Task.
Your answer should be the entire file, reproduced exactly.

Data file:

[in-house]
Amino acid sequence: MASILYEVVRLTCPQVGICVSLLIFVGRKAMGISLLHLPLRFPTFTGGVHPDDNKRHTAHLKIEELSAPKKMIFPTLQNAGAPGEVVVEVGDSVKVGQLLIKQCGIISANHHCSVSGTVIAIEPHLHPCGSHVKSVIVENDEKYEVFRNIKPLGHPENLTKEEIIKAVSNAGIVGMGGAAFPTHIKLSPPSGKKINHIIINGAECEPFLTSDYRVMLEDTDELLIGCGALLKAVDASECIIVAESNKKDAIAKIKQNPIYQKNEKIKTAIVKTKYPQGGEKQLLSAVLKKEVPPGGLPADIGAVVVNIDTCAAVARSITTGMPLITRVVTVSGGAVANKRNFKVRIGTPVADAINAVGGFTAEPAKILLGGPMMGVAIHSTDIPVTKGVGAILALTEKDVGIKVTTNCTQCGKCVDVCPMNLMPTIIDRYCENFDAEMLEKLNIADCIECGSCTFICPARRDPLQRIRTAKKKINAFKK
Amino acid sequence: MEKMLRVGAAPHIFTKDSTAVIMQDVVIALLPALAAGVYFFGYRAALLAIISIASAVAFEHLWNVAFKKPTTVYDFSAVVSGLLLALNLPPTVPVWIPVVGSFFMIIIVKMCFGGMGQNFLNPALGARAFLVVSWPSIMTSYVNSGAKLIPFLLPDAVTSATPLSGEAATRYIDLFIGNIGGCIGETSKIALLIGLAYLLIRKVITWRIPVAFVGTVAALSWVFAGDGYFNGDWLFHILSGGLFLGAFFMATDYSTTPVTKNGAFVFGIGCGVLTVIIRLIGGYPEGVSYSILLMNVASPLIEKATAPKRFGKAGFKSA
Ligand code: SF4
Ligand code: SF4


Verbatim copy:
[in-house]
Amino acid sequence: MASILYEVVRLTCPQVGICVSLLIFVGRKAMGISLLHLPLRFPTFTGGVHPDDNKRHTAHLKIEELSAPKKMIFPTLQNAGAPGEVVVEVGDSVKVGQLLIKQCGIISANHHCSVSGTVIAIEPHLHPCGSHVKSVIVENDEKYEVFRNIKPLGHPENLTKEEIIKAVSNAGIVGMGGAAFPTHIKLSPPSGKKINHIIINGAECEPFLTSDYRVMLEDTDELLIGCGALLKAVDASECIIVAESNKKDAIAKIKQNPIYQKNEKIKTAIVKTKYPQGGEKQLLSAVLKKEVPPGGLPADIGAVVVNIDTCAAVARSITTGMPLITRVVTVSGGAVANKRNFKVRIGTPVADAINAVGGFTAEPAKILLGGPMMGVAIHSTDIPVTKGVGAILALTEKDVGIKVTTNCTQCGKCVDVCPMNLMPTIIDRYCENFDAEMLEKLNIADCIECGSCTFICPARRDPLQRIRTAKKKINAFKK
Amino acid sequence: MEKMLRVGAAPHIFTKDSTAVIMQDVVIALLPALAAGVYFFGYRAALLAIISIASAVAFEHLWNVAFKKPTTVYDFSAVVSGLLLALNLPPTVPVWIPVVGSFFMIIIVKMCFGGMGQNFLNPALGARAFLVVSWPSIMTSYVNSGAKLIPFLLPDAVTSATPLSGEAATRYIDLFIGNIGGCIGETSKIALLIGLAYLLIRKVITWRIPVAFVGTVAALSWVFAGDGYFNGDWLFHILSGGLFLGAFFMATDYSTTPVTKNGAFVFGIGCGVLTVIIRLIGGYPEGVSYSILLMNVASPLIEKATAPKRFGKAGFKSA
Ligand code: SF4
Ligand code: SF4